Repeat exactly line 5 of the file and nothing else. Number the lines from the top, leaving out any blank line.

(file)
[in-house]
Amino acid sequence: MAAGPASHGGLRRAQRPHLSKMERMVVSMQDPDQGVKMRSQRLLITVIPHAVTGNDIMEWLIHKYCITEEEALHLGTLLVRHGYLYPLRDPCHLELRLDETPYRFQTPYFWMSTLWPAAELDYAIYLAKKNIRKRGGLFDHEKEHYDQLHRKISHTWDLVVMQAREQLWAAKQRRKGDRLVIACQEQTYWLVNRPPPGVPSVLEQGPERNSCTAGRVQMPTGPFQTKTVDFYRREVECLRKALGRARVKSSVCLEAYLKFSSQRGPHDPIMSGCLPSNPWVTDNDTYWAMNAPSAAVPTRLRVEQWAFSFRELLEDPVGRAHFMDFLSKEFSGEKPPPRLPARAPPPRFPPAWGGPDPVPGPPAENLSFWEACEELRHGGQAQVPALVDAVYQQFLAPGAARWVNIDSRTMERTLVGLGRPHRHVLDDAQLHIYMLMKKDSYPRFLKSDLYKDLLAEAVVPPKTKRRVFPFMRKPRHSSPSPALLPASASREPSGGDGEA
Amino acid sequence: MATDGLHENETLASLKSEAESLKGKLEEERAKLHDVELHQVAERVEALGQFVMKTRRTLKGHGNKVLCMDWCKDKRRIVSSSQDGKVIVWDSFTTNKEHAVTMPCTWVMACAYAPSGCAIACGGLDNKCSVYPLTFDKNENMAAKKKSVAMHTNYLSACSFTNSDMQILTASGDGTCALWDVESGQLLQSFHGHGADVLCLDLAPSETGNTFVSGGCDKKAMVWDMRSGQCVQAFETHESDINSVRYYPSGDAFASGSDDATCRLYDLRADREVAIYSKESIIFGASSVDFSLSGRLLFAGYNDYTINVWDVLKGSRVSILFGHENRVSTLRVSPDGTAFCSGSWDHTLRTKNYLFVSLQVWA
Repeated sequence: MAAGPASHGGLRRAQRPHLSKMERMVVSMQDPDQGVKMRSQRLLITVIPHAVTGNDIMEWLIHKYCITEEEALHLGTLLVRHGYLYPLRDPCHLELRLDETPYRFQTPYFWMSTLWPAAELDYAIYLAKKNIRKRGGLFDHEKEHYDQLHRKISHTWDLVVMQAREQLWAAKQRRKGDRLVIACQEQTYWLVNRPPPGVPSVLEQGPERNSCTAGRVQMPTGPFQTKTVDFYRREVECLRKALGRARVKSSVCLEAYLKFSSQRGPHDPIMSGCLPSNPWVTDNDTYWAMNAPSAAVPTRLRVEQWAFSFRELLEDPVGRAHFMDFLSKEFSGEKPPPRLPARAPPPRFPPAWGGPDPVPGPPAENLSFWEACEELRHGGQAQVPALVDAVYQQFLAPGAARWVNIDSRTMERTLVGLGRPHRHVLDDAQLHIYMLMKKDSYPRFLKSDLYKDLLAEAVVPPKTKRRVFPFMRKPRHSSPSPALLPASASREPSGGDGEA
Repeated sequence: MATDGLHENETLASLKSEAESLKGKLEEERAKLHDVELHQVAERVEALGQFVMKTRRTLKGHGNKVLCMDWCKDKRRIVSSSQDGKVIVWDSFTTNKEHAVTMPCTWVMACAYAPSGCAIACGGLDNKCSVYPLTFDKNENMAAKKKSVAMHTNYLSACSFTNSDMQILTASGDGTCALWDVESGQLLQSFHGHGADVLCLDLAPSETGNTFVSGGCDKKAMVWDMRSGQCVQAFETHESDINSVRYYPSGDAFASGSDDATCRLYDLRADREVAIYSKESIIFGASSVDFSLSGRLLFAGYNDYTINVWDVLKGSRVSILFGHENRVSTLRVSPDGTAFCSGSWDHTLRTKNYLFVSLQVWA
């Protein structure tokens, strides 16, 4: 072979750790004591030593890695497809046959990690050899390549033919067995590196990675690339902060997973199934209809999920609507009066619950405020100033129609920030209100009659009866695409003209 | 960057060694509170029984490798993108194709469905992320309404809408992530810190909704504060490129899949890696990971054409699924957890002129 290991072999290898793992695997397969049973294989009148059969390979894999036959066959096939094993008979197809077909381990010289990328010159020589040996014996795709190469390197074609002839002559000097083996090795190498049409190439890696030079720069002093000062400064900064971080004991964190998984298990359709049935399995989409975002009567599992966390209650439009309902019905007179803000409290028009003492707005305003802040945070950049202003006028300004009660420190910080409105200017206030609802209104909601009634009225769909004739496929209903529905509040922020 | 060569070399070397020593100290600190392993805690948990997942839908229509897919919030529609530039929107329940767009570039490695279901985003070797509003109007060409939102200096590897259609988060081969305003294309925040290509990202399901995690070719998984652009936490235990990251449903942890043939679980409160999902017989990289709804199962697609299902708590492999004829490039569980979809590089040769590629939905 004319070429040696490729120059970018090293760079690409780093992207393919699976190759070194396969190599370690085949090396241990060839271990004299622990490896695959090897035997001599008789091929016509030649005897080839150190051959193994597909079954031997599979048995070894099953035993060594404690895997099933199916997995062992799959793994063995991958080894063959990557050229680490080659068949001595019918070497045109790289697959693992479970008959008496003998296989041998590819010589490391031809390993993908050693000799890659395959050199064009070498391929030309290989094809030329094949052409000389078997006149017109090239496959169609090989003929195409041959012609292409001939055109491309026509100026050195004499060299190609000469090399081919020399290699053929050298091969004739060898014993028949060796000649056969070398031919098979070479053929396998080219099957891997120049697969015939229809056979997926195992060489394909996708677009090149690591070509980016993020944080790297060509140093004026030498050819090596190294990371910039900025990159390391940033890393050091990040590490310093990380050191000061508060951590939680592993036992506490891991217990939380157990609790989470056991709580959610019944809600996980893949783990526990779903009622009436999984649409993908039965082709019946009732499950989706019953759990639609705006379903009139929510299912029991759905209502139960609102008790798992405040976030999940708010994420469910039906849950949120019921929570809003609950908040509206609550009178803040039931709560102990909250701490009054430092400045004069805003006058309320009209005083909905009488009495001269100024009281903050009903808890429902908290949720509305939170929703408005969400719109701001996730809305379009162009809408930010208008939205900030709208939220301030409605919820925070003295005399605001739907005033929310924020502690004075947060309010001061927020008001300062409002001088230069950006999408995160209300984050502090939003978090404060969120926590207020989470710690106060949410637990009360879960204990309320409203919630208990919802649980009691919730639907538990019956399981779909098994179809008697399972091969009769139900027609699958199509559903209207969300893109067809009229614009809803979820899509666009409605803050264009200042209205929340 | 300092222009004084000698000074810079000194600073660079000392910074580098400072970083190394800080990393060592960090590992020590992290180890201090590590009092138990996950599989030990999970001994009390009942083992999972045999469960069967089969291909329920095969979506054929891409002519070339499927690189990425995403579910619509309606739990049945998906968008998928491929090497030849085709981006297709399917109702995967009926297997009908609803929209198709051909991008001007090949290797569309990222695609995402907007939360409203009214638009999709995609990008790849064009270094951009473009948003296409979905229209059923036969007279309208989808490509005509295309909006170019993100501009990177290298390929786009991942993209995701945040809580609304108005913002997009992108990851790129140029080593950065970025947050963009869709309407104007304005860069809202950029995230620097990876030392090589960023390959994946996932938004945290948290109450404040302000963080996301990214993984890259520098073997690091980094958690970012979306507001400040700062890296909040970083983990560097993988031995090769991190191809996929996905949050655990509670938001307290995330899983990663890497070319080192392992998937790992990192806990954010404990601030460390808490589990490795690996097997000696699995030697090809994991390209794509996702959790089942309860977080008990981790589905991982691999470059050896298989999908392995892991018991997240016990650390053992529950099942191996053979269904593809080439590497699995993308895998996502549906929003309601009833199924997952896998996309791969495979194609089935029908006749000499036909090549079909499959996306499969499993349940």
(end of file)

Repeated sequence: MATDGLHENETLASLKSEAESLKGKLEEERAKLHDVELHQVAERVEALGQFVMKTRRTLKGHGNKVLCMDWCKDKRRIVSSSQDGKVIVWDSFTTNKEHAVTMPCTWVMACAYAPSGCAIACGGLDNKCSVYPLTFDKNENMAAKKKSVAMHTNYLSACSFTNSDMQILTASGDGTCALWDVESGQLLQSFHGHGADVLCLDLAPSETGNTFVSGGCDKKAMVWDMRSGQCVQAFETHESDINSVRYYPSGDAFASGSDDATCRLYDLRADREVAIYSKESIIFGASSVDFSLSGRLLFAGYNDYTINVWDVLKGSRVSILFGHENRVSTLRVSPDGTAFCSGSWDHTLRTKNYLFVSLQVWA